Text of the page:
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What were the women role during the underground railroad?

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African American womanTucked into the dark corners of attics and closets around our nation are thousands of old photographs whose stories are lost to time. Some of these images are now in museums, where researchers puzzle over their meaning. Who are the people pictured? What role did they play in history? Why was the photo saved for posterity?

This photo of an African American woman (pictured right, an unidentified woman) is one such example. Passed down through generations of a Kansas family, it eventually made it to the collections of the Kansas Historical Society. Although the donors had no idea who the woman might be, museum curators have been able to solve part of the mystery by studying both the image itself and the donors' family history.

Examining the photograph closely provided some clues to its story. The woman's dress and hairstyle date from the early 1860s, around the time the Civil War began. Slavery was still legal in the United States, however, her wedding ring tells us she's a free woman (enslaved people couldn't legally marry). These are significant clues that establish the rarity and importance of the image.

Next, researching the donors' ancestors helped uncover why a white family might have saved a century-old photograph of an unidentified black woman. The donors of this image were descendants of Luther Platt and his brothers—ardent abolitionists who came to Kansas to fight for the antislavery cause.

When Kansas Territory was created in 1854, it quickly became the center of the nation's attention as people battled over whether the state would allow slavery within its borders. Some people came here to fight for a cause, but most were ordinary folks seeking new opportunities. Those who tried to remain neutral often had to choose sides, and individuals who stuck to their beliefs could become targets of violence in "Bleeding Kansas."

The Platts came to Kansas both for cheap land and the antislavery cause. As abolitionists, they supported the complete abolition (or abolishment) of slavery. Several Platt brothers came here from Illinois, settling in Wabaunsee County in 1856. There they actively aided slaves escaping to Canada or northern "free" states. The woman in this photograph could have been someone they helped to freedom. It wasn't uncommon for formerly enslaved people to stay in touch with their defenders, and the woman may have sent her photo to the family who helped her escape.

Aiding fugitive slaves was a federal crime under the Fugitive Slave Act of 1850, punishable by six months in prison and a $1,000 fine. Still, thousands were assisted by whites and free blacks through the Underground Railroad, a secret system of people who helped formerly enslaved people escape.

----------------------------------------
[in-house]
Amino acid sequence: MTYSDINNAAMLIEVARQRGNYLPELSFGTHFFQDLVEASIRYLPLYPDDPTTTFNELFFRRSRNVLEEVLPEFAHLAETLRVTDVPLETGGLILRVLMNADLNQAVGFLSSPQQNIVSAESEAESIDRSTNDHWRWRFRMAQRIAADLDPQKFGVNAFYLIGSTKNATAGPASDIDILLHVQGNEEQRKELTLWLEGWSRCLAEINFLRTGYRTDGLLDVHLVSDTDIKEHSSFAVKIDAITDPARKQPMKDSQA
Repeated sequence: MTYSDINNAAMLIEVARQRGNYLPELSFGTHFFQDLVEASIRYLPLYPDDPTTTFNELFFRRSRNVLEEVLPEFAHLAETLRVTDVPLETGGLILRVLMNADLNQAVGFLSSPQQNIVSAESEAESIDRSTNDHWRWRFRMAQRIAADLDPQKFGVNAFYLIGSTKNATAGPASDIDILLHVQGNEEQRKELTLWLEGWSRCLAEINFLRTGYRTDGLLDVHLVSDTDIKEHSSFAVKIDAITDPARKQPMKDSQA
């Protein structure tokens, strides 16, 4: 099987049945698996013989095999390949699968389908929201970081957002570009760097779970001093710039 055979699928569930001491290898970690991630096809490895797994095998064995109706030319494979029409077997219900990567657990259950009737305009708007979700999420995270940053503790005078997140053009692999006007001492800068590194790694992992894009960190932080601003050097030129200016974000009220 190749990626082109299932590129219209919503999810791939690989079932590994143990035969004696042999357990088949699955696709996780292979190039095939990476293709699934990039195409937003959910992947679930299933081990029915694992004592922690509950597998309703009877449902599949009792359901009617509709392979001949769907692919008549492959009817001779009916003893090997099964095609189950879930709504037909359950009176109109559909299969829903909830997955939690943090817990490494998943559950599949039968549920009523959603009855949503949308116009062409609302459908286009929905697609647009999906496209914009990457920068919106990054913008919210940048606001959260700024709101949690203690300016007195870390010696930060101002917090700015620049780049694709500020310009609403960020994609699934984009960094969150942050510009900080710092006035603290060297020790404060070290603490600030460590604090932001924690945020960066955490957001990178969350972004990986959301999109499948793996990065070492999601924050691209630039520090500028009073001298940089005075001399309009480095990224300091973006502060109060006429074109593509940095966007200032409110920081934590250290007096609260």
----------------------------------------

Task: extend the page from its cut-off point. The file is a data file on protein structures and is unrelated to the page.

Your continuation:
Because these activities were so secretive, only a few Kansas Underground Railroad stories have survived. One is the remarkable tale of Anne Clarke, who passed through Topeka on her way to freedom.

Anne was about 40 years old when she escaped from her Lecompton owner (George Clarke, a notorious proslavery man) and hid on a farm near Topeka. There she was discovered by slavery sympathizers and taken captive. While they waited for her owner to collect her, Anne managed to get away and hide in a nearby ravine.

Coming out of hiding at daybreak, Anne saw a man walking along a nearby road. She struck up a conversation, learned he was a doctor, and decided to take a chance and ask for his help. After a couple of days in hiding at this man's house, she was sent on to Topeka to the residence of Caroline Scales.

There, Anne was aided by John Armstrong, an abolitionist engaged to Scales' daughter. Many years later, Armstrong related Anne's story:

Mr. Scales, when he built the house, placed a sugar hogshead—an immense barrel which we had shipped things from the east in-down in the cellar. When Ann came, we put some straw, clothes and blankets into the hogshead, and had her stay in it. Mrs. S. kept boarders, and during the day, while they were out, Ann used to come up in the kitchen and do a great deal of house work.

During one of these breaks from isolation in the cellar, Anne was discovered by one of the boarders, a Captain Henry who was a proslavery man. Armstrong reported on the extraordinary exchange between Mrs. Scales and Henry: "Mrs. Scales said 'You can keep a secret.' He did, and never gave us away."

It took Anne's helpers several weeks to raise the money to finance her trip to freedom, and another three weeks to get her safely to Chicago. Armstrong recorded that Anne wrote him several times in the years to follow.

Entry: Women and the Underground Railroad
Author: Kansas Historical Society
Author information: The Kansas Historical Society is a state agency charged with actively safeguarding and sharing the state's history.
Date Created: February 2004
Date Modified: February 2012
The author of this article is solely responsible for its content.

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